If Beale Street Could Talk fills, and sometimes overwhelms, the heart

A Harlem woman scrambles to prove her fiancé’s innocence while carrying their first child in this drama from Oscar-winning Moonlight writer-director Barry Jenkins, based on the novel by James Baldwin.

Fresh off an Academy Award win for Regina King’s supporting performance, the film opens in New Zealand cinemas this Thursday (March 7). Flicks critic Aaron Yap explains what makes the film such a stirring, compassionate, beautiful experience.

Every bit as quietly rapturous as his breakthrough 2016 Oscar champ Moonlight, Barry Jenkins’ follow-up adapts James Baldwin’s novel If Beale Street Could Talk into a stirring, compassionate, beautifully performed expression of communal struggle in 1970s Harlem. It’s told via the quotidian framework of a budding romance between two childhood friends—19-year-old Tish (KiKi Layne) and 22-year-old Fonny (Stephan James)—that’s derailed when a false rape accusation lands Fonny in prison.

“The game is rigged,” Tish ruminates in her wise, plainspoken voice-over, devastatingly aware, as the couple are expecting a child, that the cards have been stacked against them since birth. But amid the dehumanising social injustices, pockets of humour, hope and tenderness endure, and it’s this layered emotional palette that Jenkins colours the black experience with. It’s a work powered by a resilient, humane glow that complements the courage and ache of its source prose.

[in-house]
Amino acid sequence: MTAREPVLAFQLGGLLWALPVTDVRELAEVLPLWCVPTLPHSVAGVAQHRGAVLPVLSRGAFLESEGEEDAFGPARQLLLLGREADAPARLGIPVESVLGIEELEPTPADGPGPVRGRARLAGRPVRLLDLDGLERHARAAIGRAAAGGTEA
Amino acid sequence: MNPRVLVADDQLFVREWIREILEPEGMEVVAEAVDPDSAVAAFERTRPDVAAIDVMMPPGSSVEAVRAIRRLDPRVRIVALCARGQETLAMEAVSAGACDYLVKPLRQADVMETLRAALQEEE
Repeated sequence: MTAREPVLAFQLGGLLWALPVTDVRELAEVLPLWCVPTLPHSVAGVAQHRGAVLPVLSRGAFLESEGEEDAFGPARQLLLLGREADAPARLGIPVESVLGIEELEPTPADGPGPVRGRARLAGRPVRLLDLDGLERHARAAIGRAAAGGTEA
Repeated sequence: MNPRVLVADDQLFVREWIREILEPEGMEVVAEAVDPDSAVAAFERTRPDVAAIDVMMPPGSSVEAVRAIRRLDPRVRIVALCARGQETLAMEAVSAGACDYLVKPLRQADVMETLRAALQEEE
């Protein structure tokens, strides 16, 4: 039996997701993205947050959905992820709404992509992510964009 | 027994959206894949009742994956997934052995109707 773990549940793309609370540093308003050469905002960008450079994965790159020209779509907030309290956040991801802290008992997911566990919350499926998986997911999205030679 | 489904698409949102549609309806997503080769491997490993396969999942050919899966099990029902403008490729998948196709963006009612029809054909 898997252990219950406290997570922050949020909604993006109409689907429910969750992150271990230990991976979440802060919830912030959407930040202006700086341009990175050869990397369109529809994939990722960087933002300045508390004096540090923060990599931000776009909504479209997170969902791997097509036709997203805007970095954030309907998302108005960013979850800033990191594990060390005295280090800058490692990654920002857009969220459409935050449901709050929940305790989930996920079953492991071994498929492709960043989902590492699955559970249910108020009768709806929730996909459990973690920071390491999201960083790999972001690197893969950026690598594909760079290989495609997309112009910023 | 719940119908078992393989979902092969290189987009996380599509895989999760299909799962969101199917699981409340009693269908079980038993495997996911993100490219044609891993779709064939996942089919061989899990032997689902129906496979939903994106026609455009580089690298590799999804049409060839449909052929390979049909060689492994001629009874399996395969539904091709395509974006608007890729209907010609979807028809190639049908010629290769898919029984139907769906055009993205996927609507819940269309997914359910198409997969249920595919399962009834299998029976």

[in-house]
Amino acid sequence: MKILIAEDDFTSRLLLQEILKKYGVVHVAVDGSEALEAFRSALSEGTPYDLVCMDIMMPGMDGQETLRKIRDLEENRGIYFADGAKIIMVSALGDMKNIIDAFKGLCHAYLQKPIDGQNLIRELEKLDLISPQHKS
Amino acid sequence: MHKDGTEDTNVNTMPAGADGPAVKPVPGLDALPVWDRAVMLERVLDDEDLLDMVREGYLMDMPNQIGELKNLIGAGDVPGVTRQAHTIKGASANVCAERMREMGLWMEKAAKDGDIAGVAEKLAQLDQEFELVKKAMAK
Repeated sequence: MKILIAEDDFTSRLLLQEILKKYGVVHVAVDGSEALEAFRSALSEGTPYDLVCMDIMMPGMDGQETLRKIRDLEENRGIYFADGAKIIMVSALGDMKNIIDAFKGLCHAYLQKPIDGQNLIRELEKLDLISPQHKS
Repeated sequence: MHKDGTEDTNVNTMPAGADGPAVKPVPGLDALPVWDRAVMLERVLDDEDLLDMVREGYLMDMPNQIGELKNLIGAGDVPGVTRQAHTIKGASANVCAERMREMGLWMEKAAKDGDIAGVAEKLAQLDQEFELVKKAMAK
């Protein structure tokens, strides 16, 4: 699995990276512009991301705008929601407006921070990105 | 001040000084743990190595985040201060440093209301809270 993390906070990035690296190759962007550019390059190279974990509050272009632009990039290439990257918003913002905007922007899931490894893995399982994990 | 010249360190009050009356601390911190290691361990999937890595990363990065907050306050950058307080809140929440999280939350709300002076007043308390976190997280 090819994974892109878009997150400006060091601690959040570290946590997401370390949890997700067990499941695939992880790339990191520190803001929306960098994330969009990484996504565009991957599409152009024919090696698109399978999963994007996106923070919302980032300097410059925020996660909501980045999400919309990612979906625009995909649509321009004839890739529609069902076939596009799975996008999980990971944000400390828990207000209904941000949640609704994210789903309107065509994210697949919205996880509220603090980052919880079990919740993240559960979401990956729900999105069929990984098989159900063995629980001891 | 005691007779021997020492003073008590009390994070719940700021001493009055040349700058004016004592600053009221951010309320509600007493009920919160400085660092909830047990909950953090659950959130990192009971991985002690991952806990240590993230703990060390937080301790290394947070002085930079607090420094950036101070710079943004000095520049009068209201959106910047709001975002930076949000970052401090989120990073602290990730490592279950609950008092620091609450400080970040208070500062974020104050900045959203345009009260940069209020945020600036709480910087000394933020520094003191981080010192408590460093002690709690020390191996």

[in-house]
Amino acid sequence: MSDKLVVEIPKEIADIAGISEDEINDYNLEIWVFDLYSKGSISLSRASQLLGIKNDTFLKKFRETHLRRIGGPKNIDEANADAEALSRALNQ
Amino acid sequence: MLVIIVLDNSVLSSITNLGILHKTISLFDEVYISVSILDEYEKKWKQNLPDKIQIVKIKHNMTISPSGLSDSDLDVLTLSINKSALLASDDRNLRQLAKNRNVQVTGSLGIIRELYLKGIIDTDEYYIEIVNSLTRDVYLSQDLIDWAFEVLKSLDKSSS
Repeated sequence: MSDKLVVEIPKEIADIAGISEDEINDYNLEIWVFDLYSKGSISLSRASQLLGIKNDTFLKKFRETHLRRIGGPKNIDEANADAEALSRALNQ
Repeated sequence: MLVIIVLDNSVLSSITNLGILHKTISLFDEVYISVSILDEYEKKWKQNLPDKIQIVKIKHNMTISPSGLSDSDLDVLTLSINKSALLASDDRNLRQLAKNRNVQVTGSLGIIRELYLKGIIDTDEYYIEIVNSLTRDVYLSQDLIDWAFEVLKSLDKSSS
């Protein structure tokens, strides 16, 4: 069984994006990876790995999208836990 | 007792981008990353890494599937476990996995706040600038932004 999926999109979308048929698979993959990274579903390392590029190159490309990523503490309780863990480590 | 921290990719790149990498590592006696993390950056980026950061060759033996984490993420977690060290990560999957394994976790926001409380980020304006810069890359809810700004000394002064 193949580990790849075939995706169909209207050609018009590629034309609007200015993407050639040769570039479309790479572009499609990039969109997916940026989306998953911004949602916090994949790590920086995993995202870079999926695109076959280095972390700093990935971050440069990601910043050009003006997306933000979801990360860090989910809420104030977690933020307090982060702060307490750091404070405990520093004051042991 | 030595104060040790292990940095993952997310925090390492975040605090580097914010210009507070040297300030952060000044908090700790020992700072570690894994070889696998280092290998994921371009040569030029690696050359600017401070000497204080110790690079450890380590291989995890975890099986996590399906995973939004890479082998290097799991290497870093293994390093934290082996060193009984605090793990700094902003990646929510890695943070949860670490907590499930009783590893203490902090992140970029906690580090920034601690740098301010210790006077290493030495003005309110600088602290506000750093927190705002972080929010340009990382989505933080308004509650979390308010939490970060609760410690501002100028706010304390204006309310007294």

While looser in construction than Moonlight—it’s more prone to temporal and tonal hopping—Beale Street never loses sight of its dramatic throughline, with Jenkins navigating spaces of intimacy, memory, family and adversity with a profoundly empathetic eye. For a film with the indelible effects of racial oppression coursing through its veins, it doesn’t feel shackled.

The formal elegance on display fills, and sometimes overwhelms, the heart. The lush bursts of Sirkian colour. James Laxton’s gorgeous camerawork, rhapsodic in its celebration of black portraiture. Nicholas Britell’s sublime score, swooning to the lovebirds, steeped in a time and place. Jenkins imbues the text’s polemic contours with the richly pulsating sensations of a life not upended by pain and hardship, but strengthened by the will to adapt and overcome.